SIRTE, Libya (Reuters) – Behind the front lines in the Libyan city of Sirte, ageing tanks crunch through the debris of battle to new positions and resting fighters drink sweetened coffee waiting for orders to advance.
Ahead, Islamic state militants besieged in a single residential neighborhood and targeted by U.S. air strikes deploy mines, snipers and suicide bombers to defend their shrinking area.
Islamic State exploited Libya’s divisions to seize Sirte and rule it largely undisturbed for more than a year. But after a bloody campaign, brigades from the nearby city of Misrata stand poised to win back what became the militant group’s most important base outside the Middle East.
The loss of Sirte would compound Islamic State setbacks suffered in Syria and Iraq. But the Sirte campaign has been halting, with onslaughts followed by long pauses as forces regroup and hospitals struggle to clear the wounded.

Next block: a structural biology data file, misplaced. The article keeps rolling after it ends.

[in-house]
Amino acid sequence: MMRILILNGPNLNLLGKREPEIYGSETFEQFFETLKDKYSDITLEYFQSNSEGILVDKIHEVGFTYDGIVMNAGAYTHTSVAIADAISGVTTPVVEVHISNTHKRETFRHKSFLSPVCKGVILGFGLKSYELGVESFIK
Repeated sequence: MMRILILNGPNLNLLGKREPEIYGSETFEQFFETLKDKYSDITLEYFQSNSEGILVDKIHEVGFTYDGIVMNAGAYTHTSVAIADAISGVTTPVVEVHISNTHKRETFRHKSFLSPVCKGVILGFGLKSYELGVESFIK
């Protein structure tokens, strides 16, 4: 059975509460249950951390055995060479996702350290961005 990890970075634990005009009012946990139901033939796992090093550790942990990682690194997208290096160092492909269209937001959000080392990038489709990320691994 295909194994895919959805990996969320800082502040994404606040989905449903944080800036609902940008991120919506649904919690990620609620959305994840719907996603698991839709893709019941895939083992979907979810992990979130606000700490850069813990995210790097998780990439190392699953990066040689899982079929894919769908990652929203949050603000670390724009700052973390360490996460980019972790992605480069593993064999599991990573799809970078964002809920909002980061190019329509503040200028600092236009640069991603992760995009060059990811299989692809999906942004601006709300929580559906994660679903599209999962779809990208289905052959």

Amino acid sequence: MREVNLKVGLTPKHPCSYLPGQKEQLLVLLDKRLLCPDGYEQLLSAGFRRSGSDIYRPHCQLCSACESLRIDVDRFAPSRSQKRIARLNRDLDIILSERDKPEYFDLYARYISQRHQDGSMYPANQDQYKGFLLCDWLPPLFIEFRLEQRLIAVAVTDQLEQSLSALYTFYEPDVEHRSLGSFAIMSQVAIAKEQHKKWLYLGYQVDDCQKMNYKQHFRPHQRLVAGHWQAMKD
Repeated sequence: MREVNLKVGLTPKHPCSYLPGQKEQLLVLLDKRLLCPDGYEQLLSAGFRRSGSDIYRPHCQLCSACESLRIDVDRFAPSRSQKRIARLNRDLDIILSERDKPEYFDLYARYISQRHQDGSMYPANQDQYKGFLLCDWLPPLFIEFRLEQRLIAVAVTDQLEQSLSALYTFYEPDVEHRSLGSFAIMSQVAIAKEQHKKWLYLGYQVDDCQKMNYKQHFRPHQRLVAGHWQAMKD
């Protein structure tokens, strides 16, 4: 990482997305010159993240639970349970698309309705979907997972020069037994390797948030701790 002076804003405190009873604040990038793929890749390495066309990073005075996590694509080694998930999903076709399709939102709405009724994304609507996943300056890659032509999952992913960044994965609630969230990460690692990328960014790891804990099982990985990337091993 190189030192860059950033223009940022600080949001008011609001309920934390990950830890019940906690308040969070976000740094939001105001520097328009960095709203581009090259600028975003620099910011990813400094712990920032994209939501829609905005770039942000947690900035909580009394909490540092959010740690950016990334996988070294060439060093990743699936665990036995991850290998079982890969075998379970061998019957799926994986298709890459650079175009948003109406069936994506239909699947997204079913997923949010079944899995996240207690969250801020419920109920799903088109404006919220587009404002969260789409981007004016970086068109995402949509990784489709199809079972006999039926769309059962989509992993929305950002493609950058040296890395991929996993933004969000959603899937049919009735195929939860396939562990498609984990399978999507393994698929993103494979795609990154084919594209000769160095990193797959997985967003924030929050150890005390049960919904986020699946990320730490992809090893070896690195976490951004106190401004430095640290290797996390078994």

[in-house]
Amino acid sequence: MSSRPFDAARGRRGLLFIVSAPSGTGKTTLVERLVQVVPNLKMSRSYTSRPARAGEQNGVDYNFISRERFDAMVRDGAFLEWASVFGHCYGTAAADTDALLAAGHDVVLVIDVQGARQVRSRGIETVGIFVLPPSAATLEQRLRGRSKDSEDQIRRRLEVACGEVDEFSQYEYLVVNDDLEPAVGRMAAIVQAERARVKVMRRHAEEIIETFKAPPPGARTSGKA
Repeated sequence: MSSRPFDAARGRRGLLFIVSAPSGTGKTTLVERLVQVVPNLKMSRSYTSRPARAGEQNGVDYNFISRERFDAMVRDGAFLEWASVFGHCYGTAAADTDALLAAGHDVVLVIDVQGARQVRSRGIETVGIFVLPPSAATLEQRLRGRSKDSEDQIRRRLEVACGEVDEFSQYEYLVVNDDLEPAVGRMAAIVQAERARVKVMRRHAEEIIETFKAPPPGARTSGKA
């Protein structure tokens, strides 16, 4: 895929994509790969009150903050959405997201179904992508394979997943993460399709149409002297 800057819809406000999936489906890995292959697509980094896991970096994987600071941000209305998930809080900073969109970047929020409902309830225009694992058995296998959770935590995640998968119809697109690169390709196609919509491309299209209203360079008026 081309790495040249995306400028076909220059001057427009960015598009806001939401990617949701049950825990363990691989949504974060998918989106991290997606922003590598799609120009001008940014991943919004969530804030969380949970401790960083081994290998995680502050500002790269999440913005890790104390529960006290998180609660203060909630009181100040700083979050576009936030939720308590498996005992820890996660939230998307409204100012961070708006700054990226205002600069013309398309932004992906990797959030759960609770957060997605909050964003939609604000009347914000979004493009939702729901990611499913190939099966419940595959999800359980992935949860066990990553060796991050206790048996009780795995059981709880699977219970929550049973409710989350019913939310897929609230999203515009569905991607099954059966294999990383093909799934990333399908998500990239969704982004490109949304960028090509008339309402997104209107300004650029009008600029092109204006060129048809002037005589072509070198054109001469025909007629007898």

The brigades operate under command centers in Sirte and Misrata, aligned to a U.N.-backed government in Tripoli, but on the ground, formations are fluid, fighters are ill-equipped, and progress has been costly.
Ismail Shukri, head of military intelligence in Misrata, said brigades recovered copies of instructions for Islamic State fighters to stage tactical withdrawals before launching car bombs.
“When our forces gather, Daesh (Islamic State) fighters stage a retreat in order to send a car bomb. When our fighters advance on foot they have been an easy target,” he said. “Daesh have relied on mines, snipers and shelling, but they never use defensive lines to directly engage.”
On Sunday, 35 brigade fighters were killed as forces moved forward several hundred meters among emptied residential blocks in Sirte’s neighborhood Number One, near the sea front, and towards the last Islamic State holdouts in Neighborhood Three.
On one street corner, fighters jumped out to fire automatic rifles above their heads alongside